Director General of the Centre for International Forestry Research (CIFOR) Frances J. Seymour lauded the “important work” her agency is doing in collaboration with Iwokrama during a recent visit to Guyana.
Seymour paid a courtesy call on President Bharrat Jagdeo on Thursday at the Office of the President. A Government Information Agency (GINA) press statement said CIFOR, which has its international headquarters in Indonesia and engages in forest related activities around the world, has an ongoing cooperation programme with Iwokrama. “(Iwokrama) is doing very important work to demonstrate not only the potential of sustainable management of forest for timber but also collaborative governance with local communities in managing forest resources, so we are very happy to be collaborating with Iwokrama,” Seymour said.
GINA said CIFOR operates on a mandate to inform policies and practices that influence the fate of forests and the communities that depend on those forests. In this regard, it plans to expand collaboration in forestry research with Iwokrama. The Iwokrama Forest is considered one of the four last pristine tropical forests in the world. It comprises rich biodiversity and ecosystems and measures about 3,710 square kilometers. Guyana is positioned to offer global education services in this area. It will be capitalising on these resources with the establishment of a world class centre for biodiversity research at the University of Guyana. A $9M loan has already been approved for the project. Additional financing is expected to be sourced from the Low Carbon Development Strategy – $2M – and another $9M from philanthropic sources.
In an address at Nations University on September 5, Jagdeo said Guyana can become a global centre for studies in biodiversity and attract investment from some of the largest companies in the world. He noted that pharmaceutical companies may be particularly interested in conducting research here.
Seymour is also interested in the accomplishments made through the Reduced Emissions from Deforestation and Forest Degradation (REDD) agenda. She noted that CIFOR was familiar with the REDD concept and the bilateral forest carbon agreements which Norway shares with Guyana and Indonesia. “I’ve heard your President speak at various international events so I was eager to come and hear how it’s going, what the challenges were and what the achievements have been and I’m quite impressed with what Guyana has been able to do in moving forward on the REDD agenda,” Seymour said.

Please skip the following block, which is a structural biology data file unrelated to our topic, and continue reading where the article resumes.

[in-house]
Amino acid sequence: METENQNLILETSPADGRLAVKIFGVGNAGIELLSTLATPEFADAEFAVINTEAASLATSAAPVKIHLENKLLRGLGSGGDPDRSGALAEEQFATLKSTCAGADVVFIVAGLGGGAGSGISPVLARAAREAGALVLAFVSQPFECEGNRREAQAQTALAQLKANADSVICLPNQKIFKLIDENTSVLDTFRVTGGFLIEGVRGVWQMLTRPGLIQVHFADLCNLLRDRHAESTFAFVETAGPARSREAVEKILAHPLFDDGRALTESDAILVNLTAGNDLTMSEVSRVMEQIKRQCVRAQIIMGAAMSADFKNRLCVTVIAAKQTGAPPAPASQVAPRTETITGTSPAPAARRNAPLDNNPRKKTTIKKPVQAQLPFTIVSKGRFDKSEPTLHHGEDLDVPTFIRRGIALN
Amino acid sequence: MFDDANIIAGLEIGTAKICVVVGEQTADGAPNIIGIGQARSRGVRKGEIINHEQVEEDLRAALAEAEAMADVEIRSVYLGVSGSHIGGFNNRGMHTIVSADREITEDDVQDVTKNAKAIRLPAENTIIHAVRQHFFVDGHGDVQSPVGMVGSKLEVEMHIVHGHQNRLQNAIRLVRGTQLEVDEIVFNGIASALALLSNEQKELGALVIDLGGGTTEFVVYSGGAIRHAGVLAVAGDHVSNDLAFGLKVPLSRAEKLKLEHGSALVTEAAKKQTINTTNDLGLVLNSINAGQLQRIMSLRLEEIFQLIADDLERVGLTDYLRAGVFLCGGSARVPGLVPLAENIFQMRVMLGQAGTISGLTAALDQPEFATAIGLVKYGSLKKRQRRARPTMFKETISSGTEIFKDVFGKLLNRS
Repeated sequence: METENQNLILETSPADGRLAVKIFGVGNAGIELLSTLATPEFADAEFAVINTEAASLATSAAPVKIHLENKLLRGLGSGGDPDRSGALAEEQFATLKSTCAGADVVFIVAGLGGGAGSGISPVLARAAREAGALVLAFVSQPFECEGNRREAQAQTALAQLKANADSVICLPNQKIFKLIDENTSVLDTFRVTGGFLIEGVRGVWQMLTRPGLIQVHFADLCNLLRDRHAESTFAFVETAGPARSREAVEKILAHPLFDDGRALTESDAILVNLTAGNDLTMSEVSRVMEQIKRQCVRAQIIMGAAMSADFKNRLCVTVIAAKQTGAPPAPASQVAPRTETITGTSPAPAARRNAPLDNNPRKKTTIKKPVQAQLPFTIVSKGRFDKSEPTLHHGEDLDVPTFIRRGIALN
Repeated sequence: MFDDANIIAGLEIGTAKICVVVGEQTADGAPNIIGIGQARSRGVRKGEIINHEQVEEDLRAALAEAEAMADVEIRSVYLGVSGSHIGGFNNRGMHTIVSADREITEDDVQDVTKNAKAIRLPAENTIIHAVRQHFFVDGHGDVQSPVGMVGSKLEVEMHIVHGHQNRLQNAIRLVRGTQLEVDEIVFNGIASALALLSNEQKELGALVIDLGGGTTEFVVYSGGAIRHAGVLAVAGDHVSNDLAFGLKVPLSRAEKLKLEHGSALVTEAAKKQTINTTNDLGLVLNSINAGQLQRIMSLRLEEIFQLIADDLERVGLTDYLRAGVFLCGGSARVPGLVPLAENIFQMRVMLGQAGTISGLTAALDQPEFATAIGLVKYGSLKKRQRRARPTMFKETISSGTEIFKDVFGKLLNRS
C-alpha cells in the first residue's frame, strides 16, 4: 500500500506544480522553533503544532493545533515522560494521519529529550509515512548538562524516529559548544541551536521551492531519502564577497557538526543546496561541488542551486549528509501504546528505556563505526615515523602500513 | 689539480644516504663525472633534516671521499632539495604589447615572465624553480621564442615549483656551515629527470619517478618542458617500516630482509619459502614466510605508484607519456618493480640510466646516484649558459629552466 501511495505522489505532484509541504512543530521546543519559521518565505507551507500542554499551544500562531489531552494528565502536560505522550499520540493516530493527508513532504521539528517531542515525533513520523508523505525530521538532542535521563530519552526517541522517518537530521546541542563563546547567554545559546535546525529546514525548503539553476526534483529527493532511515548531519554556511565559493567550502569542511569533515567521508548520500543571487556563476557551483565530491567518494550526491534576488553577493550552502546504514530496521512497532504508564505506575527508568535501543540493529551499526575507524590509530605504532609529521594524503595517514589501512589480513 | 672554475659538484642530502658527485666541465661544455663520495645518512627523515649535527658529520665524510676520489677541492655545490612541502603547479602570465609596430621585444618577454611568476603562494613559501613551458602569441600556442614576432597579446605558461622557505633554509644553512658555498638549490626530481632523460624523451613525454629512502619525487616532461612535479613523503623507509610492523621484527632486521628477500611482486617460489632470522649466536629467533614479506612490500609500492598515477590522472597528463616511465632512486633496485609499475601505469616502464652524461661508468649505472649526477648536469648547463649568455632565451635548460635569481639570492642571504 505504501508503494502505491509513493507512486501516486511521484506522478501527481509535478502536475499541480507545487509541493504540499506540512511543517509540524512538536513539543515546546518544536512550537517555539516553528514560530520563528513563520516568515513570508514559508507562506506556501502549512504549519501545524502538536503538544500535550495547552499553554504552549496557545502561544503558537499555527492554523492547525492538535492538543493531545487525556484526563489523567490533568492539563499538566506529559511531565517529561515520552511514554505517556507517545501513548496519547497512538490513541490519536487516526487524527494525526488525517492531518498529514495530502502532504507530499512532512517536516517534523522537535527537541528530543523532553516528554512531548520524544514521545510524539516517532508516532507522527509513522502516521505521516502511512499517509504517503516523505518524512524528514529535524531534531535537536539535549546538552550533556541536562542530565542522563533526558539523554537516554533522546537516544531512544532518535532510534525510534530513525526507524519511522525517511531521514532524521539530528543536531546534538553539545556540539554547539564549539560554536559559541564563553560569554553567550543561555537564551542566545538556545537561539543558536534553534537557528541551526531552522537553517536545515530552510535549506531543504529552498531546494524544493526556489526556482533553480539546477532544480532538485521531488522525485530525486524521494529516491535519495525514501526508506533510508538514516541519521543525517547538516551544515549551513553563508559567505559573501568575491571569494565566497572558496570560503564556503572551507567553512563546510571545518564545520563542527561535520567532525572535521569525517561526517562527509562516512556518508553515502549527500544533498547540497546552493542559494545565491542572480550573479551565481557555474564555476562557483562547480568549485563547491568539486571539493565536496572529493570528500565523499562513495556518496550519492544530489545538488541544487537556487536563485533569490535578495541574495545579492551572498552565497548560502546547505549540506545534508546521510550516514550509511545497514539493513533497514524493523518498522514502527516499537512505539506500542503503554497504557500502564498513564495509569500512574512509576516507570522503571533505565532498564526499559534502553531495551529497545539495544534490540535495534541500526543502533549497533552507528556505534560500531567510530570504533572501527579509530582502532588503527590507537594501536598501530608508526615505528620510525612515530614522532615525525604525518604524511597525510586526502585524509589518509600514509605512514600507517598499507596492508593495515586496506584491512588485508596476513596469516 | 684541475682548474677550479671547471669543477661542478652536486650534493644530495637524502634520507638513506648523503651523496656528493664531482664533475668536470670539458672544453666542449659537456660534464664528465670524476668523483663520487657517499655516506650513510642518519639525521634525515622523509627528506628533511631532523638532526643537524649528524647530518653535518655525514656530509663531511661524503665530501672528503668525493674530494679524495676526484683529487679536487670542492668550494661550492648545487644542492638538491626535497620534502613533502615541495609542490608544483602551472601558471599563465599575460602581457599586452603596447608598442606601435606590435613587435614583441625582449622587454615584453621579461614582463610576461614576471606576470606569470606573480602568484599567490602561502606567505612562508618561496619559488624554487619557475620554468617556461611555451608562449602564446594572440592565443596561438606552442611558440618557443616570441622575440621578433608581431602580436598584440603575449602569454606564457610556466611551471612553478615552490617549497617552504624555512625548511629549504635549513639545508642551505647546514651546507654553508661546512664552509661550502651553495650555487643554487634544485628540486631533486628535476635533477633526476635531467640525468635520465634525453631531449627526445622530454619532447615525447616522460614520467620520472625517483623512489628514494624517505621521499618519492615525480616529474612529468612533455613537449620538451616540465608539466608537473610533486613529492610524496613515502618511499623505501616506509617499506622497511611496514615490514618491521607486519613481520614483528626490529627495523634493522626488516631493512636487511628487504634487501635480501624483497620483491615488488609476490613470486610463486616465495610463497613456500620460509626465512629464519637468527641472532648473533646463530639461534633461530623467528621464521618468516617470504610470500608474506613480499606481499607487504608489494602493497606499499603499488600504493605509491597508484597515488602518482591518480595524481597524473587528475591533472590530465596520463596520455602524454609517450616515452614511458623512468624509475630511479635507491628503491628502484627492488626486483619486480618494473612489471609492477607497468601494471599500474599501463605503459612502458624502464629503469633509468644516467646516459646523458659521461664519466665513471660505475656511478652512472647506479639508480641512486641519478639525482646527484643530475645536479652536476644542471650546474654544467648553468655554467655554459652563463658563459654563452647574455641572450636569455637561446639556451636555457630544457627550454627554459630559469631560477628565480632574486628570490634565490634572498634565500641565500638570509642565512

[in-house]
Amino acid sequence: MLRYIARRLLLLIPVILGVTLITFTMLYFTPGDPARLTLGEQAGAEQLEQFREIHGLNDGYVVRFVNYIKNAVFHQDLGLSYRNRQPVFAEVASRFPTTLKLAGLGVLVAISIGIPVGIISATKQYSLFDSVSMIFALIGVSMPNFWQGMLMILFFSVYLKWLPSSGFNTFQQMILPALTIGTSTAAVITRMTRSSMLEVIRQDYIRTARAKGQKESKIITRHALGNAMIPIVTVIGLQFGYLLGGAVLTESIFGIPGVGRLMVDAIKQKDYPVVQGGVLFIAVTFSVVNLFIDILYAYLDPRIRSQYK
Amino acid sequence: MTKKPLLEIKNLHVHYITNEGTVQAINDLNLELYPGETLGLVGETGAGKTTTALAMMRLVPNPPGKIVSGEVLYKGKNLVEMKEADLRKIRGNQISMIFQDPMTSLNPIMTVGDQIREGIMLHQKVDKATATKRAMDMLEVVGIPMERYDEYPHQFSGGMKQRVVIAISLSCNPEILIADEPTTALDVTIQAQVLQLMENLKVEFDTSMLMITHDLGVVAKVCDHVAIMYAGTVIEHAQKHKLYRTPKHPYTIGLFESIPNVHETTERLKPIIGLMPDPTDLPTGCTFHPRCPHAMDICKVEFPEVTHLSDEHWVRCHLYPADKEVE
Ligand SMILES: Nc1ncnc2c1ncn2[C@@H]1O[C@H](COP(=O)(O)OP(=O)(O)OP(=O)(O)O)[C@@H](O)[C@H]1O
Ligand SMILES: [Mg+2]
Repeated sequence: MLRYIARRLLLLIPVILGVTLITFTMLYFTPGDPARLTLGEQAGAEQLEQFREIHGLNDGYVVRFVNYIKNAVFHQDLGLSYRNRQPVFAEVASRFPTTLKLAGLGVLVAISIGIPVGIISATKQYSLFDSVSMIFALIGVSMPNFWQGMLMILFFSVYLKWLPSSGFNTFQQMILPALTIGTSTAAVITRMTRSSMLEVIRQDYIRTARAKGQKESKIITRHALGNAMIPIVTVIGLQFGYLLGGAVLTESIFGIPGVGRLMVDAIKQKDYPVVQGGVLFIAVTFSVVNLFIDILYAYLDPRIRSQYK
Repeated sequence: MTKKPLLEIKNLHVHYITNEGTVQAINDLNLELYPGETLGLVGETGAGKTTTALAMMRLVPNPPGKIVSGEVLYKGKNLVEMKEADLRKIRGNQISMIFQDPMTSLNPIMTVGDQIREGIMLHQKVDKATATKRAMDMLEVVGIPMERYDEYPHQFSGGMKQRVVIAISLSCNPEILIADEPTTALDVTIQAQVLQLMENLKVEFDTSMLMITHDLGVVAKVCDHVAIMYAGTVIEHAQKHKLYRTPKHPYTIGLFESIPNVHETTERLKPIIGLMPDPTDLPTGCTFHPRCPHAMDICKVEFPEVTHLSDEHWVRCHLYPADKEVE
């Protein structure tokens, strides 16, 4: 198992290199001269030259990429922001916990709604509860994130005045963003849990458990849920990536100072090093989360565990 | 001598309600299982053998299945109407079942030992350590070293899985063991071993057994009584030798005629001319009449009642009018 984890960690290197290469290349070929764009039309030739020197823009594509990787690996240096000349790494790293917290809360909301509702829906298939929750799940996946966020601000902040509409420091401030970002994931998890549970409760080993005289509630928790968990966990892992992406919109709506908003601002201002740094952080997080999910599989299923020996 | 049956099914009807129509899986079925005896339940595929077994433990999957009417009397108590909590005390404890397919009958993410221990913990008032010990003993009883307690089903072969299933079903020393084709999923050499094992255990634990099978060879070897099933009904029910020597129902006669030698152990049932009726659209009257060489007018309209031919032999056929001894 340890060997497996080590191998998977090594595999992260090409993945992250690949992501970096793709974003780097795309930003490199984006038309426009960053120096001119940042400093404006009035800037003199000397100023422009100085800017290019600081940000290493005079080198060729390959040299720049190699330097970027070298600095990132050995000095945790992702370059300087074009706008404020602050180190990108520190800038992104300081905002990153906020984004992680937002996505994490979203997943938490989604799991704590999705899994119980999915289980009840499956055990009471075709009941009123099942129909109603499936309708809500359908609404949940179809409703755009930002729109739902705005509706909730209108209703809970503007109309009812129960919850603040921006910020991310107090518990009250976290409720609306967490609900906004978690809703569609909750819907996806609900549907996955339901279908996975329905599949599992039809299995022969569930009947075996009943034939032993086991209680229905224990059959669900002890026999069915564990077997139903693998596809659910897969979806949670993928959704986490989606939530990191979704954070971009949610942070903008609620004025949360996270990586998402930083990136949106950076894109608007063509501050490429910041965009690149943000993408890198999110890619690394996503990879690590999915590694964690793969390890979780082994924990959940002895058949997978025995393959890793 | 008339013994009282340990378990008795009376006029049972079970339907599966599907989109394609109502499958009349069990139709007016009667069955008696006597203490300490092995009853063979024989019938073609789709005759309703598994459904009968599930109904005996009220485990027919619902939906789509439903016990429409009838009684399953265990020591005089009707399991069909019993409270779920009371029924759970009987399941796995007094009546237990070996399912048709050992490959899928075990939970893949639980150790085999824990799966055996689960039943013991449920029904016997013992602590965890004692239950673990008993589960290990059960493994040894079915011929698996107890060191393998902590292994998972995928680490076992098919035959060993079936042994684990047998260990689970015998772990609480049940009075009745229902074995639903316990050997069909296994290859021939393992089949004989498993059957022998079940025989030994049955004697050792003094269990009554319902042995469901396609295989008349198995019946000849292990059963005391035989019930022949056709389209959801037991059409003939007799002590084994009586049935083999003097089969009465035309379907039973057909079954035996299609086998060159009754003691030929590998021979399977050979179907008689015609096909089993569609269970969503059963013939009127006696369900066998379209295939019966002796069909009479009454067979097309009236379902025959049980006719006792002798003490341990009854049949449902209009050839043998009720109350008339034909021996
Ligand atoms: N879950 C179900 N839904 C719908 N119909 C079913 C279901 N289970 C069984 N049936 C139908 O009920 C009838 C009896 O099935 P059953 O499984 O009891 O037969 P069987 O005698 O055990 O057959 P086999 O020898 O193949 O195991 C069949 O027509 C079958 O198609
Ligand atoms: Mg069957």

According to GINA, on July 1, Guyana assumed the role of co-chair to the Interim REDD Partnership with Germany and, according to the president Guyana will advocate for the speedy disbursement of forest resources that were pledged to countries. At the conclusion of the 16th Conference of Parties of the United Nations Framework Convention on Climate Change (UNFCCC) in Copenhagen, an accord was signed with a pledge of US$10B to start funding per annum.
The CIFOR head said the Guyana experience has valuable lessons that can feed into international negotiations such as those on climate change. She is hopeful that scientists and researchers who work with CIFOR will be able to deepen collaboration in Guyana to share the experience globally, the release said.
Seymour is also eager to embark on an excursion to Iwokrama, which she has for decades, longed to visit, GINA said.